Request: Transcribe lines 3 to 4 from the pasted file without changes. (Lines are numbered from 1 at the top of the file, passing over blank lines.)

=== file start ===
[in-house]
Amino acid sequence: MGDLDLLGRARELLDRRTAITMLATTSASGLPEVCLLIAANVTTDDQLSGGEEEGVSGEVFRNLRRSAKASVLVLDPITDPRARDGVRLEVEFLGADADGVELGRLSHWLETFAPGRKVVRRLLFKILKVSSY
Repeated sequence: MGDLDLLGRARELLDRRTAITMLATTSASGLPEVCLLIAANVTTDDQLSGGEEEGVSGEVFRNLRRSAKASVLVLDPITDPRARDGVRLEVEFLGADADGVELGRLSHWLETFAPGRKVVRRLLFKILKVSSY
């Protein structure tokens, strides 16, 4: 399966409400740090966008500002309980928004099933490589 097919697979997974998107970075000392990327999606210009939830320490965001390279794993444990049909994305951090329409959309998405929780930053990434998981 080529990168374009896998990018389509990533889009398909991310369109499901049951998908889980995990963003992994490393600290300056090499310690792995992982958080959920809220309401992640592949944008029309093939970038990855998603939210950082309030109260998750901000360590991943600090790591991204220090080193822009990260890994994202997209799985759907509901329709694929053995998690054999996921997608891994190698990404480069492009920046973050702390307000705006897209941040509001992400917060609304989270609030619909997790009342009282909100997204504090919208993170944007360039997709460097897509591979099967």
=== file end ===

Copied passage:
Repeated sequence: MGDLDLLGRARELLDRRTAITMLATTSASGLPEVCLLIAANVTTDDQLSGGEEEGVSGEVFRNLRRSAKASVLVLDPITDPRARDGVRLEVEFLGADADGVELGRLSHWLETFAPGRKVVRRLLFKILKVSSY
């Protein structure tokens, strides 16, 4: 399966409400740090966008500002309980928004099933490589 097919697979997974998107970075000392990327999606210009939830320490965001390279794993444990049909994305951090329409959309998405929780930053990434998981 080529990168374009896998990018389509990533889009398909991310369109499901049951998908889980995990963003992994490393600290300056090499310690792995992982958080959920809220309401992640592949944008029309093939970038990855998603939210950082309030109260998750901000360590991943600090790591991204220090080193822009990260890994994202997209799985759907509901329709694929053995998690054999996921997608891994190698990404480069492009920046973050702390307000705006897209941040509001992400917060609304989270609030619909997790009342009282909100997204504090919208993170944007360039997709460097897509591979099967």